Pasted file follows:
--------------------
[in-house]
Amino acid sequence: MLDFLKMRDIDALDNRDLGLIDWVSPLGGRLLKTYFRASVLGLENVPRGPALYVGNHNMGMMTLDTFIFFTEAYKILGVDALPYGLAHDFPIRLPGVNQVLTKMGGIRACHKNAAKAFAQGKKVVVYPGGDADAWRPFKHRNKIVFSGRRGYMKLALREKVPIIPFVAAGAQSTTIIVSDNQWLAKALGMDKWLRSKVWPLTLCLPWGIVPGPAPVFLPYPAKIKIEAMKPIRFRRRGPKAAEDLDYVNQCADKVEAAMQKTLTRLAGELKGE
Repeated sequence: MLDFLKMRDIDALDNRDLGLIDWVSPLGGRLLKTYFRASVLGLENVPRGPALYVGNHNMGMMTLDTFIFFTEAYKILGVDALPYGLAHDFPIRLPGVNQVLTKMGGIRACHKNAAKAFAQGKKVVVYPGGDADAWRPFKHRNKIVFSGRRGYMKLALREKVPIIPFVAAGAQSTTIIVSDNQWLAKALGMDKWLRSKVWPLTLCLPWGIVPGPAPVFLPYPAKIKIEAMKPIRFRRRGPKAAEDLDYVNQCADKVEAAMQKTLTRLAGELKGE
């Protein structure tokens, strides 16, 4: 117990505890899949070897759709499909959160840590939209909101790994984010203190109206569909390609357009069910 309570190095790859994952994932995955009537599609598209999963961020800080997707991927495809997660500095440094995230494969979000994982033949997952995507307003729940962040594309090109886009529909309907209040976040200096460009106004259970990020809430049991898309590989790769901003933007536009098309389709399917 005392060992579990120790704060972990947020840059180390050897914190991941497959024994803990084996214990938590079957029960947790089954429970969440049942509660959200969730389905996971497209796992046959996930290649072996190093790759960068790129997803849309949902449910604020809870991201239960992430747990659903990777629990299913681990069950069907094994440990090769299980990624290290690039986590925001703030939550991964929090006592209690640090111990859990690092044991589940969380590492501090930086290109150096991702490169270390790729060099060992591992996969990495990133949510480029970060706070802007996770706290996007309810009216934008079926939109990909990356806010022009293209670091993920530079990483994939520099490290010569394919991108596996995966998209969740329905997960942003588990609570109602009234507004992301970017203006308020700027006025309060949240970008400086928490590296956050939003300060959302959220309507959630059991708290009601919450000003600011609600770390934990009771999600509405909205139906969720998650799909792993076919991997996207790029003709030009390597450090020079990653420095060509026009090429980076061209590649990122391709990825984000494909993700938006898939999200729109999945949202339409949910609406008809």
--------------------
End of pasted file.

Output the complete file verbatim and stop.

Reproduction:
[in-house]
Amino acid sequence: MLDFLKMRDIDALDNRDLGLIDWVSPLGGRLLKTYFRASVLGLENVPRGPALYVGNHNMGMMTLDTFIFFTEAYKILGVDALPYGLAHDFPIRLPGVNQVLTKMGGIRACHKNAAKAFAQGKKVVVYPGGDADAWRPFKHRNKIVFSGRRGYMKLALREKVPIIPFVAAGAQSTTIIVSDNQWLAKALGMDKWLRSKVWPLTLCLPWGIVPGPAPVFLPYPAKIKIEAMKPIRFRRRGPKAAEDLDYVNQCADKVEAAMQKTLTRLAGELKGE
Repeated sequence: MLDFLKMRDIDALDNRDLGLIDWVSPLGGRLLKTYFRASVLGLENVPRGPALYVGNHNMGMMTLDTFIFFTEAYKILGVDALPYGLAHDFPIRLPGVNQVLTKMGGIRACHKNAAKAFAQGKKVVVYPGGDADAWRPFKHRNKIVFSGRRGYMKLALREKVPIIPFVAAGAQSTTIIVSDNQWLAKALGMDKWLRSKVWPLTLCLPWGIVPGPAPVFLPYPAKIKIEAMKPIRFRRRGPKAAEDLDYVNQCADKVEAAMQKTLTRLAGELKGE
């Protein structure tokens, strides 16, 4: 117990505890899949070897759709499909959160840590939209909101790994984010203190109206569909390609357009069910 309570190095790859994952994932995955009537599609598209999963961020800080997707991927495809997660500095440094995230494969979000994982033949997952995507307003729940962040594309090109886009529909309907209040976040200096460009106004259970990020809430049991898309590989790769901003933007536009098309389709399917 005392060992579990120790704060972990947020840059180390050897914190991941497959024994803990084996214990938590079957029960947790089954429970969440049942509660959200969730389905996971497209796992046959996930290649072996190093790759960068790129997803849309949902449910604020809870991201239960992430747990659903990777629990299913681990069950069907094994440990090769299980990624290290690039986590925001703030939550991964929090006592209690640090111990859990690092044991589940969380590492501090930086290109150096991702490169270390790729060099060992591992996969990495990133949510480029970060706070802007996770706290996007309810009216934008079926939109990909990356806010022009293209670091993920530079990483994939520099490290010569394919991108596996995966998209969740329905997960942003588990609570109602009234507004992301970017203006308020700027006025309060949240970008400086928490590296956050939003300060959302959220309507959630059991708290009601919450000003600011609600770390934990009771999600509405909205139906969720998650799909792993076919991997996207790029003709030009390597450090020079990653420095060509026009090429980076061209590649990122391709990825984000494909993700938006898939999200729109999945949202339409949910609406008809």